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How a Master Craftsman Keeps the Tradition of Korean Handmade Bronze Tableware Alive

Bong Ju Lee’s bronzeware masterpieces are even featured in a museum

“We’re the first in the world to have this kind of family business for three generations,” says 96-year-old Bong Ju Lee, the founder and grandmaster of Napcheong Yugi. His hand-crafted bronzeware masterpieces are so celebrated that he’s been appointed Important Intangible Cultural Property — a government-granted title that officially designates skilled people and their products worthy of historical preservation — in Korea.

“Youth need to develop and create a masterpiece that the whole world desires. I always teach this to my children,” says Bong Ju Lee. He’s talking about passing down his knowledge of yugi, also known as bangjja — the art of hand-forging bronze tableware that’s historically used by Korean royals. Today, it’s often used in the traditional presentation of Korean royal court cuisine, and Bong Ju Lee is known as the iconic craftsman for these pieces. He is the reference point for bangjja in South Korea, and a number of his pieces are now exhibited at the Daegu Bangjja Brassware Museum.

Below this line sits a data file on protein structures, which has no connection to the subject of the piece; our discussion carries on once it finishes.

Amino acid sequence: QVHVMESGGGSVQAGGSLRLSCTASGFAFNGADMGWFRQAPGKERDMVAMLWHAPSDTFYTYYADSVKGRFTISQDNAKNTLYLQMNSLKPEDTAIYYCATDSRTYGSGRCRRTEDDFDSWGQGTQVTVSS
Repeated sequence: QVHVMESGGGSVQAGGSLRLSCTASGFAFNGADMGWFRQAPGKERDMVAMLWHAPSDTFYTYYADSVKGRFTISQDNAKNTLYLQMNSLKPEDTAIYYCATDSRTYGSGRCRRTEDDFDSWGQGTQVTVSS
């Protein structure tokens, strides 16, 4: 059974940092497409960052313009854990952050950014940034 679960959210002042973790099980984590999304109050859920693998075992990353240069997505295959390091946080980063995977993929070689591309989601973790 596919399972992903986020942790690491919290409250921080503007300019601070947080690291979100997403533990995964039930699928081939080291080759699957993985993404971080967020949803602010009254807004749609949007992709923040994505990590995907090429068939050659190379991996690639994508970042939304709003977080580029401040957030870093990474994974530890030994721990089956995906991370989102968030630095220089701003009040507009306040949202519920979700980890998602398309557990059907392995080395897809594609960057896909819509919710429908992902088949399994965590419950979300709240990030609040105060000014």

At his humble shop, Bong Ju Lee, his son, and at least four other workers are all necessary to work together to heat, pound, cut, and pull the various pieces of metal into the desired shapes. “If they can’t coordinate, we won’t do it. If one person doesn’t show up because he’s hungover, they all have the day off,” says Bong Ju Lee. The pieces then go through a chemical process to give them a shiny, metallic finish.

“When I see my creations, I feel pleased, and it makes me happy to see other people enjoy it.” Bong Ju Lee says. “For me, work is my hobby. I’m happiest when I work.If you don’t hear me hammering, it means Bong Ju Lee is dead.”

Check out the video to see the coordination, master craftsmanship, and attention to detail used by Bong Ju Lee and his team to make their bronzeware pieces.

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